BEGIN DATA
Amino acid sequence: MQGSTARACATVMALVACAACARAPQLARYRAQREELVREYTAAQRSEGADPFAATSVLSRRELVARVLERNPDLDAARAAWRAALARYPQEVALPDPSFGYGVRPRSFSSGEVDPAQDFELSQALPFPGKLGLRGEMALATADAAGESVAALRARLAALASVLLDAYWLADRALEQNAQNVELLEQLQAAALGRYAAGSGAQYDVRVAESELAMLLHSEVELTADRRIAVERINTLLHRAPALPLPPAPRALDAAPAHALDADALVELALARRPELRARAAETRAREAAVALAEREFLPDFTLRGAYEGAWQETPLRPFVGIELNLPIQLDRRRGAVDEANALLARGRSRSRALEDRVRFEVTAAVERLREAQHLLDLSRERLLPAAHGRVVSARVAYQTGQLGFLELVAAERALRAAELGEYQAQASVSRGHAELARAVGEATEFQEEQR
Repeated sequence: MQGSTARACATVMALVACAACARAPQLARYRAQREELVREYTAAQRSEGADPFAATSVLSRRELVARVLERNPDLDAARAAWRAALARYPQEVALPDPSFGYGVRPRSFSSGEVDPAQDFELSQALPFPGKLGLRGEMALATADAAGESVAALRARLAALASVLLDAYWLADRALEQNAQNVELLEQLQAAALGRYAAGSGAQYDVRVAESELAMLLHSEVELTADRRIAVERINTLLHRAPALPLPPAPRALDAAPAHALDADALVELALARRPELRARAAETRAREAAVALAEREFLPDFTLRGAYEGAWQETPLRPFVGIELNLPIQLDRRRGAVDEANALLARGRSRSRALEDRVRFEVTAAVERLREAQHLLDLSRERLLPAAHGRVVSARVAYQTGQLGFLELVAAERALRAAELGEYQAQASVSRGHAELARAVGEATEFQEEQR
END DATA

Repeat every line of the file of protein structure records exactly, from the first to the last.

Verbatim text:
Amino acid sequence: MQGSTARACATVMALVACAACARAPQLARYRAQREELVREYTAAQRSEGADPFAATSVLSRRELVARVLERNPDLDAARAAWRAALARYPQEVALPDPSFGYGVRPRSFSSGEVDPAQDFELSQALPFPGKLGLRGEMALATADAAGESVAALRARLAALASVLLDAYWLADRALEQNAQNVELLEQLQAAALGRYAAGSGAQYDVRVAESELAMLLHSEVELTADRRIAVERINTLLHRAPALPLPPAPRALDAAPAHALDADALVELALARRPELRARAAETRAREAAVALAEREFLPDFTLRGAYEGAWQETPLRPFVGIELNLPIQLDRRRGAVDEANALLARGRSRSRALEDRVRFEVTAAVERLREAQHLLDLSRERLLPAAHGRVVSARVAYQTGQLGFLELVAAERALRAAELGEYQAQASVSRGHAELARAVGEATEFQEEQR
Repeated sequence: MQGSTARACATVMALVACAACARAPQLARYRAQREELVREYTAAQRSEGADPFAATSVLSRRELVARVLERNPDLDAARAAWRAALARYPQEVALPDPSFGYGVRPRSFSSGEVDPAQDFELSQALPFPGKLGLRGEMALATADAAGESVAALRARLAALASVLLDAYWLADRALEQNAQNVELLEQLQAAALGRYAAGSGAQYDVRVAESELAMLLHSEVELTADRRIAVERINTLLHRAPALPLPPAPRALDAAPAHALDADALVELALARRPELRARAAETRAREAAVALAEREFLPDFTLRGAYEGAWQETPLRPFVGIELNLPIQLDRRRGAVDEANALLARGRSRSRALEDRVRFEVTAAVERLREAQHLLDLSRERLLPAAHGRVVSARVAYQTGQLGFLELVAAERALRAAELGEYQAQASVSRGHAELARAVGEATEFQEEQR